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ast winter, when we had all that snow, I came home with a car full of groceries. After bringing in the first load, I looked for my keys and discovered they were not in my pocket. Ah, I must have left them in the front door lock again. When I checked, they weren’t there, either. Where in the world did I leave them? After an anxious search, I discovered I had dropped my keys into one of the grocery bags. I was relieved to find them but was so aggravated with myself for being so careless. We all have lapses in memory or have trouble making sense of a situation. As caregivers, we may notice our family members or friends experiencing a decrease in cognitive abilities or memory loss. Of course, we worry they are experiencing something serious. Here’s some guidance from Heather Mulder, manager of education and outreach for the Greater Illinois Chapter of the Alzheimer’s Association. “If you suspect there is a problem, get (your friend or loved one) to their doctor. Memory loss and dementia-like symptoms can be brought on by a variety of situations—dehydration, medication interactions, vitamin deficiencies and depression, to name a few. Life-threatening conditions like high blood pressure or mini-strokes require immediate treatment,” Mulder says. “Once identified, these conditions can be treatable, and the symptoms can be reversed. Early detection of any type of dementia allows people to have the

opportunity to take advantage of available treatments and to make plans for the future.” The Alzheimer’s Association offers valuable resources on its website, alz.org. While there, enter “10 signs of Alzheimers” in the search bar for tips on spotting this disease. Here at Health Alliance Medicare, our senior case manager Laurie Edwards shares her experiences and how we can help. “As case managers working with mostly senior members, we often encounter members who are experiencing dementia or are caregivers for a family member with dementia,” she says. “Our efforts center on maintaining doctor’s appointments, taking medication as prescribed and watching for warning signs that might indicate potential problems so the member can be treated in his or her home, the most familiar setting. “We also assist with community resource planning for things not covered by medical insurance.” As caregivers, it’s likely some of our loved ones may develop a form of dementia. Being wellinformed may provide some comfort and insight during a difficult situation—that, and a little patience.

For more information about community resources for seniors, contact Patrick at 1-800-965-4022 or patrick.harness@healthalliance.org.

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Real Fitness in Real Life

Key to Staying Fit...

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Have Fun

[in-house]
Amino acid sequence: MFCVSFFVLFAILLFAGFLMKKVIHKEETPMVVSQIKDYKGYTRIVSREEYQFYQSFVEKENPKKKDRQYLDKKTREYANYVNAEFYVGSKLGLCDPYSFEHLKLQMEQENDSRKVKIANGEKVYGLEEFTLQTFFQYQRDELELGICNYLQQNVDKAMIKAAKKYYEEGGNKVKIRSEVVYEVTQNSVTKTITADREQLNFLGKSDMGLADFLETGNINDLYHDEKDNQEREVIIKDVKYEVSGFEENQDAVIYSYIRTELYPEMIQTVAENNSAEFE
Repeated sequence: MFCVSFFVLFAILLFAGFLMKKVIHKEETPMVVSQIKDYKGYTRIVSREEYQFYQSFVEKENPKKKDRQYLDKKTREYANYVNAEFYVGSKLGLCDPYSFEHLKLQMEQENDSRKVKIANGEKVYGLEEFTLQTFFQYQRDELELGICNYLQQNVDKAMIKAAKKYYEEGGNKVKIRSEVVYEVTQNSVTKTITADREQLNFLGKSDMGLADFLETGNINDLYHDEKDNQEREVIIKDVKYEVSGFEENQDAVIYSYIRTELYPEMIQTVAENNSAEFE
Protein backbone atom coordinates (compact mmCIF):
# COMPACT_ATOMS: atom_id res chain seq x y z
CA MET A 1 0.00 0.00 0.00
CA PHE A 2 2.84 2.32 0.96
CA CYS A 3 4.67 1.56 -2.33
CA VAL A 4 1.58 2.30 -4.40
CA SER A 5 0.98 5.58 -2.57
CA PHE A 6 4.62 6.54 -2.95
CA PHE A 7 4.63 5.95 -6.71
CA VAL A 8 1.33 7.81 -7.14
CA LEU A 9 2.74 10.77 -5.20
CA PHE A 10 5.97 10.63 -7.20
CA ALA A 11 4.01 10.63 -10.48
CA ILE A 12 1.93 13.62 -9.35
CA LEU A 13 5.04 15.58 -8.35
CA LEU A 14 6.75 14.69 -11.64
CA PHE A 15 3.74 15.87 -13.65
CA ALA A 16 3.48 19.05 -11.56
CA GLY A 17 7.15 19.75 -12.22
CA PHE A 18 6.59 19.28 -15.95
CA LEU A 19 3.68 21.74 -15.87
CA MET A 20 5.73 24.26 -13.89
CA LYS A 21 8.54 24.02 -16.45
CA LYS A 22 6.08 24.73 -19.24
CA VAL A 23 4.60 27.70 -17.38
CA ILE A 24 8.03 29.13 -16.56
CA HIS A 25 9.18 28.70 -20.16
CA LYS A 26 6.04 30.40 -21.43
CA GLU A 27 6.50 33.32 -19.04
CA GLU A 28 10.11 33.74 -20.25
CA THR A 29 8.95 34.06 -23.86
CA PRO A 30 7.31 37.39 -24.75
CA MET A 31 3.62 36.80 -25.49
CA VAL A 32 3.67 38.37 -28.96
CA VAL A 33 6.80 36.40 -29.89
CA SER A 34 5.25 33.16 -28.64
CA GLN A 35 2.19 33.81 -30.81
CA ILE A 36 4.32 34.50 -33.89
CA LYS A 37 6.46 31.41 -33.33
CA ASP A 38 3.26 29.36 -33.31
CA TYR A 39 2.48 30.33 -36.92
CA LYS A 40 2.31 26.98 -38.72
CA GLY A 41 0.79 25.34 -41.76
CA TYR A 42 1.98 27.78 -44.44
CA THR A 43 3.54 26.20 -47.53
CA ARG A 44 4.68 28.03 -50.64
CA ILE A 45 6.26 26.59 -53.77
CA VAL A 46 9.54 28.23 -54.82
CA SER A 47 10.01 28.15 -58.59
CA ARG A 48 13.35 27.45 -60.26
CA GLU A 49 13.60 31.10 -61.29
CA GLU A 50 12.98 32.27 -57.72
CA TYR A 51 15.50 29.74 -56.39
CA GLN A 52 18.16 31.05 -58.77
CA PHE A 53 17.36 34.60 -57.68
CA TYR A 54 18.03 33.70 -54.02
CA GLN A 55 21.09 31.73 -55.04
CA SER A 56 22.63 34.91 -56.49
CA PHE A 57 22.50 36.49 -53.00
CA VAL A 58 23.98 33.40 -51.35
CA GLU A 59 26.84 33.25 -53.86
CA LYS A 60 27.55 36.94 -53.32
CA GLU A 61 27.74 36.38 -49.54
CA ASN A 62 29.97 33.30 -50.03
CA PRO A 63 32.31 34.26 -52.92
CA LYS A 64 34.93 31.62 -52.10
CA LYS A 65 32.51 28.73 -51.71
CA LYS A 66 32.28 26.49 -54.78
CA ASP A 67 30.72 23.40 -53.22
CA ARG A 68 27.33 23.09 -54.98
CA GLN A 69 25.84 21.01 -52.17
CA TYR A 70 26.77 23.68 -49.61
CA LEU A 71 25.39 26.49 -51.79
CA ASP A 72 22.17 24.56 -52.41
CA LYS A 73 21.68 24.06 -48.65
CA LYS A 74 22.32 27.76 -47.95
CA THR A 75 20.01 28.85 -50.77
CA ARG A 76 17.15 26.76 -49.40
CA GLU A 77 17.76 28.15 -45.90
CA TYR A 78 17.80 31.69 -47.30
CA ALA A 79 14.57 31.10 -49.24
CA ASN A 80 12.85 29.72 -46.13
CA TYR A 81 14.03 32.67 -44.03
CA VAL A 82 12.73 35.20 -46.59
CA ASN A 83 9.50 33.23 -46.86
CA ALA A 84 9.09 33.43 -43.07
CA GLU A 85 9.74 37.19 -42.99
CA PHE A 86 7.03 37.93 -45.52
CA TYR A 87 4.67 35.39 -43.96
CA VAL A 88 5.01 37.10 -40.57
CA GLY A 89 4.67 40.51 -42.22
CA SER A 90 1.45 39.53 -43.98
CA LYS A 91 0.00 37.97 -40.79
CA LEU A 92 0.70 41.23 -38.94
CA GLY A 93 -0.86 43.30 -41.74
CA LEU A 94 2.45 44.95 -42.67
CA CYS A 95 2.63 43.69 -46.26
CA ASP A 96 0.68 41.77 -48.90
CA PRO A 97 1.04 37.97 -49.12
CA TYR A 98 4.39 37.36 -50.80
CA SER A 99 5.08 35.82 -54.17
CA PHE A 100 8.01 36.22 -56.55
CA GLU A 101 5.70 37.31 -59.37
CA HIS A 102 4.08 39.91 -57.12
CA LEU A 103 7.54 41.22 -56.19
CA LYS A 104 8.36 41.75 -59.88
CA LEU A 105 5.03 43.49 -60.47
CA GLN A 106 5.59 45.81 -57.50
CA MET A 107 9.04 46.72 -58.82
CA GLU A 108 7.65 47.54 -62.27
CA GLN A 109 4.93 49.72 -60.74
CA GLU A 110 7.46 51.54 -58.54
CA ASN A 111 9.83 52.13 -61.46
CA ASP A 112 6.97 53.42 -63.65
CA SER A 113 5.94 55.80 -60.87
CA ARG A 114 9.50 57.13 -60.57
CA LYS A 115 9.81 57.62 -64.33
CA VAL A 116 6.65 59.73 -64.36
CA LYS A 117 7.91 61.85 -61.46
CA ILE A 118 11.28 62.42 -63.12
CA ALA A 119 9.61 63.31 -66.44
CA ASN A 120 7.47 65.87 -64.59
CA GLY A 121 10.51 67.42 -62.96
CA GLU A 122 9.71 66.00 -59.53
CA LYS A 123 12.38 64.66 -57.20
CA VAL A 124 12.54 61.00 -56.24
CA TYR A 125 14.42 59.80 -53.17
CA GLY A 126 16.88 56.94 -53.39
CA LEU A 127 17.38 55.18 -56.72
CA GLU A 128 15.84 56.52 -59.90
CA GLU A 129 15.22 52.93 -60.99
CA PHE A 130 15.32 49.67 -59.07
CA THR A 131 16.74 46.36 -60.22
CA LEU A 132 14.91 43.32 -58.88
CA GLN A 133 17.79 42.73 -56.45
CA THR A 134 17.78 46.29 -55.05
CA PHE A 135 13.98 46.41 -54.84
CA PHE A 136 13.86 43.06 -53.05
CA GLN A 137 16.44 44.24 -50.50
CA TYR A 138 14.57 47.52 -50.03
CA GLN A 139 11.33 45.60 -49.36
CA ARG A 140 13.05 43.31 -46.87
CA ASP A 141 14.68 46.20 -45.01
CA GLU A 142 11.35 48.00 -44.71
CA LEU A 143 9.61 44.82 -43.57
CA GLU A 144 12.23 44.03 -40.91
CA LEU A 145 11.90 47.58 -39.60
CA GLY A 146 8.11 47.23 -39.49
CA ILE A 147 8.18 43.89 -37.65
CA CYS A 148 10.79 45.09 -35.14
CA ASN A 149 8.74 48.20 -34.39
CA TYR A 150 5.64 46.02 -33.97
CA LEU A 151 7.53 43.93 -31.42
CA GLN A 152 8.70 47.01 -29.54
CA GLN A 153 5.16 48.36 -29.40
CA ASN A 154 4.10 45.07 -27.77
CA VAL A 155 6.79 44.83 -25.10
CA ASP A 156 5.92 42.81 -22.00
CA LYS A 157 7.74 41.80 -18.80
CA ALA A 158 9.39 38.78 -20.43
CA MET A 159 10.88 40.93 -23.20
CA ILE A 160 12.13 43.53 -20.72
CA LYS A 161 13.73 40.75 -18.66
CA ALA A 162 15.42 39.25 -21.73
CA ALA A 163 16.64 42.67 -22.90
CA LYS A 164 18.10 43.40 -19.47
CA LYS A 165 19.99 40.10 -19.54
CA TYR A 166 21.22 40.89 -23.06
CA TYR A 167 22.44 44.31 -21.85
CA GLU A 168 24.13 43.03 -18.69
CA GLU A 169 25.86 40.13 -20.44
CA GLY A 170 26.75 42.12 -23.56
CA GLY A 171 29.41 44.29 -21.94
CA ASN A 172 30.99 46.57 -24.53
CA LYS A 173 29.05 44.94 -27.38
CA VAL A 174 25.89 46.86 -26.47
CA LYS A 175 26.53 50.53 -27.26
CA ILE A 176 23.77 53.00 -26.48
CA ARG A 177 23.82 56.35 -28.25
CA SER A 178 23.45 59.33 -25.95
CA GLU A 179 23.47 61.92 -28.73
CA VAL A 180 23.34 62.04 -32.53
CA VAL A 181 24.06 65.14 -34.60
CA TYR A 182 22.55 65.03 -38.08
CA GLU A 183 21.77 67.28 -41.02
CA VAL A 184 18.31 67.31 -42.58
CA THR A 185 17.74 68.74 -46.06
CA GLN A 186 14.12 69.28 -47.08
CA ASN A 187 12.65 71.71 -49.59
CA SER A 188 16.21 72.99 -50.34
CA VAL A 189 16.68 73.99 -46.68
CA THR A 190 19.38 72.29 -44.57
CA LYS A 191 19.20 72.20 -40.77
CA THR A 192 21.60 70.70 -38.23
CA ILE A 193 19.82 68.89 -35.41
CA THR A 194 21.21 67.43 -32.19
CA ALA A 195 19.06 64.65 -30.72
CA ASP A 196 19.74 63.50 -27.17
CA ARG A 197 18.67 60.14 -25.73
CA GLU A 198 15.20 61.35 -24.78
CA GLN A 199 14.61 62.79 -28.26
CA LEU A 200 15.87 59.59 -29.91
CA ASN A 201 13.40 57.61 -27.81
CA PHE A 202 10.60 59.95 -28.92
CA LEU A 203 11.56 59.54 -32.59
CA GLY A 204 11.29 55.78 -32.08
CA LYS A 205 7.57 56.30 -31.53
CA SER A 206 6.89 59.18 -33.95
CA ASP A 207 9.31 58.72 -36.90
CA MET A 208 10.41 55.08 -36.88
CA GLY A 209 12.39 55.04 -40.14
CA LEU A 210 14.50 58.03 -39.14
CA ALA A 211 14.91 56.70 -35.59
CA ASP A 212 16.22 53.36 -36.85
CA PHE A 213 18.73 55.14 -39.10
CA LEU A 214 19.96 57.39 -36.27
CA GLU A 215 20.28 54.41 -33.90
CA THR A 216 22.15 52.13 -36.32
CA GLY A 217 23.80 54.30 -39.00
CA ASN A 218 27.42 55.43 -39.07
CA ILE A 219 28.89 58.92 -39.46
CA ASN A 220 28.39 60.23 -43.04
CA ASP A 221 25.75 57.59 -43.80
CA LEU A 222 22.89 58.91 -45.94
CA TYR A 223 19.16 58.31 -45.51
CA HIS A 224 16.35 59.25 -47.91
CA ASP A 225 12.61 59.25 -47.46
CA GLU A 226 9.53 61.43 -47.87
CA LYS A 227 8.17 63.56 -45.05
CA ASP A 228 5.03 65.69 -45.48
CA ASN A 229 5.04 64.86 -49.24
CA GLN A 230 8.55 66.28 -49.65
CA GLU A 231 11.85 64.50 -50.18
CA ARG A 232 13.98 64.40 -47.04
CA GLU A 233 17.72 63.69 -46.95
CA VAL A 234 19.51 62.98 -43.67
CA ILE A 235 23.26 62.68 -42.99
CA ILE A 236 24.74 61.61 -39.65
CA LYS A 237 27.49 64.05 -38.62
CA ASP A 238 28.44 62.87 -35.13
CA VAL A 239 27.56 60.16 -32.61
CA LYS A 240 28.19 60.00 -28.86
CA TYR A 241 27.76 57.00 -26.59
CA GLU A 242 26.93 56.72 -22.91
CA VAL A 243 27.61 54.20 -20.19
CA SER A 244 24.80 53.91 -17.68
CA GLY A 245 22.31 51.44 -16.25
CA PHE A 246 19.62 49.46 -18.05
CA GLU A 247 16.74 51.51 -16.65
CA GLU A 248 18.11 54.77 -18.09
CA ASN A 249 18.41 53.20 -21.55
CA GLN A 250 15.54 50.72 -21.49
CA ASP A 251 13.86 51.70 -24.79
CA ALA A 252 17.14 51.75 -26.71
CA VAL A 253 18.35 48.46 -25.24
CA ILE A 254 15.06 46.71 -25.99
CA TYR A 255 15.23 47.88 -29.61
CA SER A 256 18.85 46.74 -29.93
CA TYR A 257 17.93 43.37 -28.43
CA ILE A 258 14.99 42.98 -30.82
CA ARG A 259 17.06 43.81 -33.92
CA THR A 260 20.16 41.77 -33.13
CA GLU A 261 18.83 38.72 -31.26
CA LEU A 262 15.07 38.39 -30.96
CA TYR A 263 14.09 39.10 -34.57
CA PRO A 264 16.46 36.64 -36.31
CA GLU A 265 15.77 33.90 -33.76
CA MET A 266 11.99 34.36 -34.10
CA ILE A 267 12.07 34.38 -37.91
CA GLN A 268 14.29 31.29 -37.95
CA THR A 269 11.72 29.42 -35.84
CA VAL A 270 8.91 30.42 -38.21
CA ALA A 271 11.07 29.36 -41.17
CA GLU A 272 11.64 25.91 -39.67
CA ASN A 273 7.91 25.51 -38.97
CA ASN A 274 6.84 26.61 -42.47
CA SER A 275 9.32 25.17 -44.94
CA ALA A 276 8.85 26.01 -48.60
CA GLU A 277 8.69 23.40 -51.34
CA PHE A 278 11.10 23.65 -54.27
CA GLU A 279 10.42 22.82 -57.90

ladys Williamson, 93 and a Health Alliance Medicare member, swims twice a week at the Four Seasons Fitness Center in Bloomington. She competes in the National Senior Games, winning several gold medals. She also swam twice in the 1.2-mile Central Illinois Open Water Swim, receiving awards each time.

children who also became swimmers. For a while, neighbors called their private pool the Kappa Swim Club, where they hosted fun swim competitions. It wasn’t until her late 60s that Gladys started swimming competitively.

“I don’t go for speed,” Gladys says. Typically she swims freestyle for her competitions, but last year she decided to try the 50-meter backstroke. She Gladys grew up on a farm, so being active and living doesn’t know how to do the fancy flip turns at the end of each length, but she doesn’t mind. She adds, healthy was natural. “I always wanted to learn to “It’s about having fun and not letting it feel like swim,” Gladys says, “but opportunities were rare.” work.” She’d go every chance she got, and by the time she was in college at Illinois State University, she was a “The key for me,” she says, “so I stay motivated, is regular swimmer. to put my swimsuit on right when I wake up.” That way she is ready after her morning coffee and she’s Her husband was an avid swimmer, too. So, not likely to make excuses. Swimming is easy on she says, “It was sink or swim.” They raised four her joints, and she credits it as one of the reasons she’s so healthy. “People say I am inspiration to them, but I don’t know about that,” Gladys humbly adds. Then she jokes, “I have motivated so many, I now have to go early in the morning before all the lanes fill up.” Following her lead, her children recently started swimming competitively, too. She encourages friends and others to keep moving. It doesn’t have to be much, but, “It should be something enjoyable.”

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Home-Visit Nurse Practitioner Lives What She Teaches Patti Reichard, a nurse practitioner for the Health Alliance Medicare homevisit program, also enjoys a healthy life. She wants to be a model for our members. Between running after her toddler grandson and meeting with members, Patti strives for 150 minutes of exercise every week, per the Surgeon General guidelines. For her, that equals a 30-minute walk, five times a week. She also follows the Mediterranean diet. “It has been called the healthiest diet in the world,” Patti explains. It includes fruit, vegetables, whole grains, nuts, olive oil, fish, poultry and small amounts of lean red meat. “Besides, I just like to eat those things.” Hearing the experiences of members inspires her. Patti says, “I hope I am as healthy and active as Gladys when I am 93, and I intend to reach 93.”